Assad may stay, but his abuses shouldn’t
RAND colleagues have again updated their proposal for de-escalation and decentralization in Syria. This time there is no pretense that Assad would cooperate, only an assertion that he is unlikely to do better given his weakening military forces. The proposition now is for a Russian/American/Turkish and maybe /Iranian agreement imposed on him and the opposition, once Raqqa is taken by the Kurdish and allied Arab forces now investing it.
Raqqa would be put under international (UN or US/Russian) administration, the opposition would remain in control of a slice of the south, Idlib would likely fall to the regime, the “Manbij pocket” would remain in Turkish or surrogate Turkoman hands, and Kurds would rule the rest of the north. Assad would control “useful Syria” in the populous western “spine” and might eventually get his hands on Deir Azzour and its oil resources in the east, where regime forces have held on through more than six years of revolution and war.
The premise behind this proposal is that we are near if not at a mutually hurting stalemate, in which the warring parties conclude that they have no prospect of gaining much from continued fighting. What Jim Dobbins, Phil Gordon, and Jeffrey Martini are proposing is what is known in the negotiating trade as a “way out.” They don’t claim that what they propose is fair or just, only that ending the fighting and refocusing the military effort against the extremists of Jabhat Fateh al Sham and the Islamic State is what serves US interests best. While they don’t say it, I suppose Donald Trump could claim that an internationally administered Raqqa province is the “safe zone” that he has repeatedly promised. This is a faute de mieux proposal based on the emerging situation, not an optimal one.
Perhaps the most controversial part of the proposal is the Kurdish-led attack on Raqqa, followed by a withdrawal in favor of an international administration. Some would like to see Turkish-backed Arab forces engaged there, perhaps in parallel if not jointly with the Kurdish-led Arabs. The rest amounts mainly to acceptance of the status quo, or the presumed status to be.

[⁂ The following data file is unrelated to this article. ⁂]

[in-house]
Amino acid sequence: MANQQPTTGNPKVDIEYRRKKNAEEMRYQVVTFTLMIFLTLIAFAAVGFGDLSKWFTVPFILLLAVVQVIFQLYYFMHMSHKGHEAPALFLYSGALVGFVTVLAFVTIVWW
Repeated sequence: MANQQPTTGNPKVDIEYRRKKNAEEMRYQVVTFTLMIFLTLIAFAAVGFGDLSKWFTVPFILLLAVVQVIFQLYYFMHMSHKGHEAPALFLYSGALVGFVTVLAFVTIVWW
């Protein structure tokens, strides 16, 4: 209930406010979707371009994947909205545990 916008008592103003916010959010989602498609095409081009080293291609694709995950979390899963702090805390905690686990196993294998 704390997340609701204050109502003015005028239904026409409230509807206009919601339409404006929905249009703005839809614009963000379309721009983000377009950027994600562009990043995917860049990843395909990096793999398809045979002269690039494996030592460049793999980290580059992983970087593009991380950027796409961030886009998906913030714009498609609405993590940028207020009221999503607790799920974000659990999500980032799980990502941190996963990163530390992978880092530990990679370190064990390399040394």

I understand why Americans focus on who takes Raqqa–it is the “capital” and last real stronghold of the Islamic State in Syria. Its conquest will affect the geopolitics of the region for a long time to come. But I also think it is what Alfred North Whitehead called a “fallacy of misplaced concreteness.” For me, the main issue is how the two-thirds of Syrians under Assad control in the western spine of the country will live, what will happen with the 6.6 million displaced people, and whether the 4.8 million Syrian refugees will be welcomed back to the country. It is a mistake to focus on Raqqa without considering these issues.
While the Trump administration may have different ideas, it was hard to imagine until January 20 that the United States would help the Assad regime with anything but the massive humanitarian aid it has provided throughout the fighting, much of which has gone to regime-controlled areas.
Reconstruction assistance is another matter. The Russians and Iranians have already told Assad they have given during the war and cannot be relied upon once it is over. Iran has recently cut its subsidized oil shipments. If the fighting ends with a negotiated agreement along the lines RAND proposes, the Americans and Europeans will be expected to ante up, if not directly at least by allowing IMF and World Bank assistance.
What conditions should govern American and European support for reconstruction?
Here is where the West has a chance to win the peace, even if the opposition has lost the war. It will need to use prospective assistance as leverage to get Assad to drop his authoritarian brutality, illustrated recently by Amnesty International’s graphic report on the executions at Saydnaya prison. The US should lay out clearly and in advance the conditions under which it would consider more than humanitarian assistance to Syria’s civilians under regime control. Something like these might be considered:
- Release of all political prisoners and an accounting for all those executed or still held.
- Amnesty for non-violent demonstrators.
- Reform of the security and judicial services, with accountability for war crimes and crimes against humanity.
- Withdrawal of all foreign forces, including Lebanese Hizbollah as well as Iraqi and Afghan Shia militias, as well as demobilization and dissolution of all sectarian forces.
- An inclusive process for revising the Syrian constitution and deciding when free and fair elections will be held.
- Creation of an independent electoral commission.
- Elimination of excessive constraints on media and political activity.
- Freedom to return without reprisals for all refugees and displaced people.
- An end to the crony capitalism that was a driving force of the revolution.
A vigorous and capable UN mission or something of the sort would be required to get fulfillment of such conditions and monitor implementation.
Assad is nowhere near accepting such conditions today. He continues with bold-faced denials, not only of the executions at Saydnaya but even the well-documented use of barrel bombs against civilians and attacks on hospitals and schools. If he persists in that vein, America and Europe should keep their wallets in their pockets and let come what may. Worrying about how Raqqa will be governed is far less important than making sure the abuses come to an end in the areas Assad controls.